A Study of Two-Phase Flow and Phase Change Using Interface Calculation Procedure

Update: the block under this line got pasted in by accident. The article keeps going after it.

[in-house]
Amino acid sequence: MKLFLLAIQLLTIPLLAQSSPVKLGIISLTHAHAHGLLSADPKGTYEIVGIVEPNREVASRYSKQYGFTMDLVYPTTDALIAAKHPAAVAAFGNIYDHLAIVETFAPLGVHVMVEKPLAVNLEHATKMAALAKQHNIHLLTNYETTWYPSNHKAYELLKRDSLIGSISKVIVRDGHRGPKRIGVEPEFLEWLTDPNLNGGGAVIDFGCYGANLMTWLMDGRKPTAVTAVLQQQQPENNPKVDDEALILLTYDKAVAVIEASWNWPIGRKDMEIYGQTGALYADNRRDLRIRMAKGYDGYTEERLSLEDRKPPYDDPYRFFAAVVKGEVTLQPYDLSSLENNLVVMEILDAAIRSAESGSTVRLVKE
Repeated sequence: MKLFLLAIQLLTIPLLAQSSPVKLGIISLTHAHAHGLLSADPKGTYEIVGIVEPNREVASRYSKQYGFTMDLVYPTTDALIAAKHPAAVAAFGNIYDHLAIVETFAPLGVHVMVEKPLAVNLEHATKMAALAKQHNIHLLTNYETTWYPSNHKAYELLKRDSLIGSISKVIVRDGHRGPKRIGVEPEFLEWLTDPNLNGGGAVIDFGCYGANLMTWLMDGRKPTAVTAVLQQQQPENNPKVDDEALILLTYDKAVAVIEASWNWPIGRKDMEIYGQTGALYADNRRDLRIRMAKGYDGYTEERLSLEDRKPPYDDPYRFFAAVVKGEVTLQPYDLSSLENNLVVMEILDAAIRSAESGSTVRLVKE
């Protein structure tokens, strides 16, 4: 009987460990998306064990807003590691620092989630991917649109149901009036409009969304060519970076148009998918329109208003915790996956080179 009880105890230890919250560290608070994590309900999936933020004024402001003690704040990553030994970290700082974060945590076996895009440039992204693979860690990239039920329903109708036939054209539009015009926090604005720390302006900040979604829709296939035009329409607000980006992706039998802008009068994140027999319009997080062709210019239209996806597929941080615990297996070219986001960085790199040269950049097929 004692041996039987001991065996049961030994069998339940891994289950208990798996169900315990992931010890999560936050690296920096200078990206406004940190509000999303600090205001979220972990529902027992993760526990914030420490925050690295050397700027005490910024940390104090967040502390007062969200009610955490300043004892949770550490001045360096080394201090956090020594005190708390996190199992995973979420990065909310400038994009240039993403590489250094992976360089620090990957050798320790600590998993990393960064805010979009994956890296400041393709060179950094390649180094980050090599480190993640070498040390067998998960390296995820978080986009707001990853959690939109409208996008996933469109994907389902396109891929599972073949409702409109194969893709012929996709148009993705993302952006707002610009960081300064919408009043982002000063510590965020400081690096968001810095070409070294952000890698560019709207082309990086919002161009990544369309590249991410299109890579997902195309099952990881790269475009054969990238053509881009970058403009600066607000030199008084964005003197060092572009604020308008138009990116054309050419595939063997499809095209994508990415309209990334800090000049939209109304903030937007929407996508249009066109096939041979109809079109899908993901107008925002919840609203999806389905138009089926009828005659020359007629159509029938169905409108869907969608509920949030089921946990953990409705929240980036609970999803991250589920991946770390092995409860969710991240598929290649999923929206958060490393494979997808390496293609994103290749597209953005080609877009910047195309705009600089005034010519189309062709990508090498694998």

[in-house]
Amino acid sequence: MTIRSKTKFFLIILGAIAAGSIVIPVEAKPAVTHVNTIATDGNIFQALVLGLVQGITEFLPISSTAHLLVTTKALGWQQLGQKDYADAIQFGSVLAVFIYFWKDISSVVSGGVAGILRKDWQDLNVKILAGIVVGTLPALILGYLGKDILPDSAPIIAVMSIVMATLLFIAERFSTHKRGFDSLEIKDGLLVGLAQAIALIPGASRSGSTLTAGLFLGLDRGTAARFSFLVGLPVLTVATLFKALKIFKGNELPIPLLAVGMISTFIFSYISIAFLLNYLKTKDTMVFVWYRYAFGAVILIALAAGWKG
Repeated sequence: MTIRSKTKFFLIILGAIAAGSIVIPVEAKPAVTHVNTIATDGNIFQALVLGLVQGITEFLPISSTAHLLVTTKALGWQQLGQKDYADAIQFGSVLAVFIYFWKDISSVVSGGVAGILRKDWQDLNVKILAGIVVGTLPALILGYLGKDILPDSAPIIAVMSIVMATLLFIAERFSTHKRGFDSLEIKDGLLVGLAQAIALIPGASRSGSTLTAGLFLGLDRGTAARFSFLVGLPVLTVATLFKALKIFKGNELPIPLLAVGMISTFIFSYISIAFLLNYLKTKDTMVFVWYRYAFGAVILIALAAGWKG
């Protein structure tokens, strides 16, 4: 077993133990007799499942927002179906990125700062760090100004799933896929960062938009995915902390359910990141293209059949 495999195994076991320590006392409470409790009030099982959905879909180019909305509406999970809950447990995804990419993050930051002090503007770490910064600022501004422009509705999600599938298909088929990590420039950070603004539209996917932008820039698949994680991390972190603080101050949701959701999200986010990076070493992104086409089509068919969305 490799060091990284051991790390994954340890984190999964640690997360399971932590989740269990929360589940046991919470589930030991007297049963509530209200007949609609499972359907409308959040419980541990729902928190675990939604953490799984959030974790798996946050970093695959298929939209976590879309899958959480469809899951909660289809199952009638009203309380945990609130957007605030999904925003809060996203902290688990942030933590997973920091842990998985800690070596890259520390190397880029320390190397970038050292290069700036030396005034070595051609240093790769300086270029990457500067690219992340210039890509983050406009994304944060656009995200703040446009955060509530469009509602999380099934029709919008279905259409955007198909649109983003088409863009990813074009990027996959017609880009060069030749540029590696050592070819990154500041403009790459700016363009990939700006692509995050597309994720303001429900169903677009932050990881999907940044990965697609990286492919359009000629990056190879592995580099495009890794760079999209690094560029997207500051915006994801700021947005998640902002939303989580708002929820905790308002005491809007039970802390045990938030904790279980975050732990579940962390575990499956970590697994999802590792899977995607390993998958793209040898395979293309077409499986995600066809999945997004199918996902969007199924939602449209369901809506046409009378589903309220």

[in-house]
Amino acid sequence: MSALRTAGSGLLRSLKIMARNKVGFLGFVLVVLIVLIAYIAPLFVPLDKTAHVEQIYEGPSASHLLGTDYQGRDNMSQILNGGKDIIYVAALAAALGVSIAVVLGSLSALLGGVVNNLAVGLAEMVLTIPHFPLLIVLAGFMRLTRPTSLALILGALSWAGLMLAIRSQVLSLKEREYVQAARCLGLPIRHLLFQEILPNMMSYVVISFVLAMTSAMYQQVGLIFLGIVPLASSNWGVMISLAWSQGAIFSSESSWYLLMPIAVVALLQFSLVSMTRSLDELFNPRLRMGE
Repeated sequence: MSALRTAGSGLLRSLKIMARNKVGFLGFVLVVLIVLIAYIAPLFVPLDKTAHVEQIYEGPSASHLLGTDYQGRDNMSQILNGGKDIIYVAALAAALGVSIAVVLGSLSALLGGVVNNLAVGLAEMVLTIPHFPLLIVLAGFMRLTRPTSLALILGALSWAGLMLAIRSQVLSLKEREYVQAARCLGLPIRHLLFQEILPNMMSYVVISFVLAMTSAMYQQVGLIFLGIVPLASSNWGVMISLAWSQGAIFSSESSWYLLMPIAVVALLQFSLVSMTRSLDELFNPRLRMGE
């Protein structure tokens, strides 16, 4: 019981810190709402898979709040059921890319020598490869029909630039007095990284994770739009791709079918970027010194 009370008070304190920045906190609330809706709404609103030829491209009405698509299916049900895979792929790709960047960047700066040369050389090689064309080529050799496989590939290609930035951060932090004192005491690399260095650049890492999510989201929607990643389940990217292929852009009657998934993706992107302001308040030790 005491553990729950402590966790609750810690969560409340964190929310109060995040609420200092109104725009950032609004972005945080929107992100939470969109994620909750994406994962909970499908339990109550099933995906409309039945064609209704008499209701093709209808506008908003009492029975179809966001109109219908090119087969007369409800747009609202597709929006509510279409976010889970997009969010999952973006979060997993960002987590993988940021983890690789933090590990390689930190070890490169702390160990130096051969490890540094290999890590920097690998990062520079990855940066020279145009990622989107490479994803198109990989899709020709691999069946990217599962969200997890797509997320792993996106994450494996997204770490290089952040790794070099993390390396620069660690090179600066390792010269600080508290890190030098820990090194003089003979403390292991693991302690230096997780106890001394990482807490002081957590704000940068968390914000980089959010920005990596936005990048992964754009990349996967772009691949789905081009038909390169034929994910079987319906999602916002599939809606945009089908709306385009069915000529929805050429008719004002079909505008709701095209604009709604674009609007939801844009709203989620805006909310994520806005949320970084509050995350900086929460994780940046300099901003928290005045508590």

Flows involving two immiscible fluids can be found in nature environment or engineering systems. Experiments were often employed to study such flow problems. However, the fast development of numerical methods in the past has made CFD an important tool for such flow analysis. The most important issue in analyzing these flows is to predict the sharp interface between the two fluids accurately. This is especially true in the two-phase flow of liquid and vapor because the great differences in density and viscosity between the two phases cause difficulties in numerical calculations. In the past several years, we have developed two numerical schemes for interfacial flows. One is of interfacecapturing type which blends high-resolution differencing schemes with bounded downwind scheme. Another is of interface-tracking type which uses interface reconstruction technique together with a predictor-corrector procedure. Numerical dissipation and dispersion can be overcome and the interface can be accurately predicted. These methods are going to be further developed and extended to deal with three-dimensional problems. In the first year of this project, we will study the phenomenon of bubble formation as air flows into a tank filled with liquid. Another concern is the impact of a liquid droplet on a solid wall. The target of the second year is to take account of phase change in the two-phase flows. Vaporization models will be added into the calculation procedure. In the last year, we will study the film boiling problems using the developed methods.
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